MCCRARY, C. J.Thesecaaes are 'before us on motions to dismiss upon the ground that the plaintiff has not authorized their institution, and because the president of the plaintiff has directed their dismissal. The suits were instituted by the general solicitor of the plaintiff corporation, without the authority of the board of directors. The president of said corporation has directed their dismissal. It is not necessary to consider whether the president of a corporation can, without the assent of the board of directors, dismiss a suit which has been instituted by proper authority in the name of such corporation. Much must depend, in all such cases, upon the provisions ,of the charter and by.laws of the statutes by which it is,govElrned. We have examined the articles of incorporation and the by-laws of the plaintiff, the Des Moines & Raiiroad Company, as well as the affidavits submitted to uS,and we fllldnowhere ;any authority conferred upon the' general solicitor of th81t comp'anyto'institute 8, suit 'in its"name. <The' office' of general solicitor is not mentioil(ld'ih articles no evidence is offered tending to show that the board of directors ever took any action looking to of: suits. In the absence of such action, and in view ,of the fact that the bO!Lrd has never·ratified theaetiQIi of the'solicitor in instituting these 8uits,we are obliged to h@ld that tbey are here witholltthe authority or consent of'the'pla,intiff. The general solicitor, being anoflicer unknown to the'articles of incorporation and the by-laws, IriUBtbe regarded as sitnply the agent and employe of the corporation,'with authority only to execute the orders of the board of directors.rtis elaimed that, although the board has taken no official action upon the subject, a majority of its members favor the prosecution of these suits. If this be so, that majority can very e1tsilyfind means to make it well known. The board of directors is the ultimate authority to decide this question. Whatever action the court might take upon the present motion, these suits could not be prosecuted to judgment against the wishes of a majority of the ,board. Nor can the president prevent their prosecution if the board decides that they shall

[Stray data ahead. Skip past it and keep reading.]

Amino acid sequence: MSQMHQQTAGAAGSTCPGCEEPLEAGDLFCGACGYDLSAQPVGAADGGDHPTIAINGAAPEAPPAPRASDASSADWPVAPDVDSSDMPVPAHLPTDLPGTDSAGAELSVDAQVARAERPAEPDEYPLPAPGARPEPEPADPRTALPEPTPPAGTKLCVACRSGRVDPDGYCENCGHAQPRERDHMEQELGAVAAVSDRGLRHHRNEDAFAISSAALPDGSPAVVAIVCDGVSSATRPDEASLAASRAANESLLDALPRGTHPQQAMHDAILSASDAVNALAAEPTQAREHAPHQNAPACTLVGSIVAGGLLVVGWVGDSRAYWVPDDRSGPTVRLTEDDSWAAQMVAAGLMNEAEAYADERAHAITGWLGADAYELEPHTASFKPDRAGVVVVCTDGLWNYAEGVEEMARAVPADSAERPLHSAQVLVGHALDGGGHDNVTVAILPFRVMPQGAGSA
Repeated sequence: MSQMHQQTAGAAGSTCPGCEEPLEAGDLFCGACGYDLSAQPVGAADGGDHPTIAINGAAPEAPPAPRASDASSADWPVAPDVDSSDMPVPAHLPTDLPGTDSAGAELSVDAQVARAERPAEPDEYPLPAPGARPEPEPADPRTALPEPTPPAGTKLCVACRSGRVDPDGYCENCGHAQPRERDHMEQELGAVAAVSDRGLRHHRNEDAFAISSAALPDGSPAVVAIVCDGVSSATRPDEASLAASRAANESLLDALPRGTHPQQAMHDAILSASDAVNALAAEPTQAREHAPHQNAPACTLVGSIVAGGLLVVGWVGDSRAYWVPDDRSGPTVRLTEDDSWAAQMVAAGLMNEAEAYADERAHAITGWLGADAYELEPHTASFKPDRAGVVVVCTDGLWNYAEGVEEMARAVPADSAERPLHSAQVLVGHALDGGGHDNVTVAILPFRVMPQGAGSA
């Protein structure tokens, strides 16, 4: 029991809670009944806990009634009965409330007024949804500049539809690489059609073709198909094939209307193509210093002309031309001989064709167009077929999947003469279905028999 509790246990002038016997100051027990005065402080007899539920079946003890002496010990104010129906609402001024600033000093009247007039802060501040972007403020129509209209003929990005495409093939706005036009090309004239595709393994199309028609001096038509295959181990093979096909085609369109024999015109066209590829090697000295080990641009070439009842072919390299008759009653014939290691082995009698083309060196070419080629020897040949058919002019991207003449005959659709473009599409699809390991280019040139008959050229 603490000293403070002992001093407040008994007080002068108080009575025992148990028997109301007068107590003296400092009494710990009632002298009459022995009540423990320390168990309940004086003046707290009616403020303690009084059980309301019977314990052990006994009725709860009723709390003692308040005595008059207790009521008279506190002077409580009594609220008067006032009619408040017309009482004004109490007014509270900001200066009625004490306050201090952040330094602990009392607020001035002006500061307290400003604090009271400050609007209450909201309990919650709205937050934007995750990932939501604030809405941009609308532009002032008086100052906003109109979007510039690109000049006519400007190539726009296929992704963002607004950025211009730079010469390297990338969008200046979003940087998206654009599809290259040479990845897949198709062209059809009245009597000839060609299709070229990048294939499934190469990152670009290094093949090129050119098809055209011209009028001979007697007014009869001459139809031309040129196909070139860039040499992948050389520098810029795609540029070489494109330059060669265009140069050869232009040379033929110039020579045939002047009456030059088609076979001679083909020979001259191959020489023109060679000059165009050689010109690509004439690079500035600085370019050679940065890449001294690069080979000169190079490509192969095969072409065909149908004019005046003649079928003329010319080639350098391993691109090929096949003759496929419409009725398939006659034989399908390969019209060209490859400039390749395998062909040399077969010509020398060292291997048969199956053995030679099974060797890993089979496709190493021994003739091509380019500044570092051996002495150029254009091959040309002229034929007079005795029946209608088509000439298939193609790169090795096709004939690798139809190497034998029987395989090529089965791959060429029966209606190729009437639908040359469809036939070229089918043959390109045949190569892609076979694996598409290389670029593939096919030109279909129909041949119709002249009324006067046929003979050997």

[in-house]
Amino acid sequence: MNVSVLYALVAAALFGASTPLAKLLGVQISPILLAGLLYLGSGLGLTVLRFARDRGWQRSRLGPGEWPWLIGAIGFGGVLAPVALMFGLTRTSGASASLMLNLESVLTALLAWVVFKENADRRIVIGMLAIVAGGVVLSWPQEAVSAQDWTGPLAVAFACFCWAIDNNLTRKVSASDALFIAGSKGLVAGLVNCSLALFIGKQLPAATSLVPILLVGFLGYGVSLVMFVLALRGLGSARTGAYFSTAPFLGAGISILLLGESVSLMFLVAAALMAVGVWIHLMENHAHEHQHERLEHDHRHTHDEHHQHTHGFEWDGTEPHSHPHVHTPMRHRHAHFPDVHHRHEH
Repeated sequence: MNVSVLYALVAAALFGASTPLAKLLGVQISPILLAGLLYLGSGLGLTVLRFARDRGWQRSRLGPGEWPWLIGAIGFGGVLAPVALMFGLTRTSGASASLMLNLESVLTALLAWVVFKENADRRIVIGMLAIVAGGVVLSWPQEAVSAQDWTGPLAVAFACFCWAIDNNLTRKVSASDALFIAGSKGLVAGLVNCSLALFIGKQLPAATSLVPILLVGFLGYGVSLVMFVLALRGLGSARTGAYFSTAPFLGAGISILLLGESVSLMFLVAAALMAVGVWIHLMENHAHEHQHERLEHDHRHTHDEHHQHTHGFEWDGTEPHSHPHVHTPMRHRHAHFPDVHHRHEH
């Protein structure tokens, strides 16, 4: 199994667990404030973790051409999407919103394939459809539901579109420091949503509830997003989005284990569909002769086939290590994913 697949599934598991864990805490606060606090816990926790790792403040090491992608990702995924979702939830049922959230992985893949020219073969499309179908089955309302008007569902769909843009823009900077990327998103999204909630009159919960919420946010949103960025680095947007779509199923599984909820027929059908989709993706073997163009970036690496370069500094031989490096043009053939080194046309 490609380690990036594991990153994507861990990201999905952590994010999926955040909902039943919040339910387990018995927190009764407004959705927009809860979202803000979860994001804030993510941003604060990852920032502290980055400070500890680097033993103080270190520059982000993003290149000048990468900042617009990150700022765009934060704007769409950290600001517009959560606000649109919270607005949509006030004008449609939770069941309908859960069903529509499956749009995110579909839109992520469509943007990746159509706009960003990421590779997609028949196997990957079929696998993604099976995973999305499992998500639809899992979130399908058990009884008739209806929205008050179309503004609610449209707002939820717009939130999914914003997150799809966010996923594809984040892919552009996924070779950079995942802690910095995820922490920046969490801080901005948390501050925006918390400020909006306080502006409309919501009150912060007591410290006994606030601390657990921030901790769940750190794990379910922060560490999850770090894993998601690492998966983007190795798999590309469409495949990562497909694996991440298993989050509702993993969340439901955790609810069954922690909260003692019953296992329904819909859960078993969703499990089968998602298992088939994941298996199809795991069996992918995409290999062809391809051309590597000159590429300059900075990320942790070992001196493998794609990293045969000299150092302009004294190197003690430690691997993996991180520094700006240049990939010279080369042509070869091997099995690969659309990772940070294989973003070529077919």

goon.:' What we hold now is that the solicitor has no &uthorjty to institute and prosecute suits without the sanction of the board,. and that such sanction does not appear in these c.ases. The motion to dismiss will be sustained, but should the board of directors hereafter order that a motion to re-instate the cases be made,,· and that the suits be prosecuted to judgment, the court will order their re-instatement. LOVE, D. J., concurs.
WELLS RIVER MANUF'G Co. and others.
May 27, 1881.)
(Cireuit (Jourt, D. Vrrmont.
REMOVAL-NECESSARY PARTI'E!!--'OWICERS OF CORPORATIllN.
The officers of a corporation are not such neeellllary parties to a suit involving the t.itle to landll, alleged to have been fraudulently conveyed by the corporation, as to prevent a rAmovaJ under the act M:March 3, 1875.
In Eqnity. Motioll to reman4. Leslie w Rogers, for plainti;ff. E. W.:Smitk, for defendant.s. WREl'J:LER, D. J. This Buitwas commenced in Caledonia countycoul1t, ofchaDcery. Tlle plaintiff and. the defendant Fesaenden, are citizens of Vermont; all the other defendants are olother states. The suit is brought to set aside a levy of e:x:ecutipn in favorof Gilbert A. Tapley against the Wells ;River Manufa.cto,ring Company, and a conveyance from hi:m to Walter A. Tapley, alleged to. be fraudulent and void as,W creditors .of that company, of Hs lands, afterwards and. le-yied upon by the plaintiff to collect a,debt of the,company. existing at the time oithe former levy, and to c.onfirm.the title of the plaintiff ,to the lands, which are in, possession of the qefendant Fessenden. as an officer of the company; and thedefendfl,nts Richardson and Potter, under the Tapleys, The suit into this court 00. petition ()f defendants, who are Citizens of other states,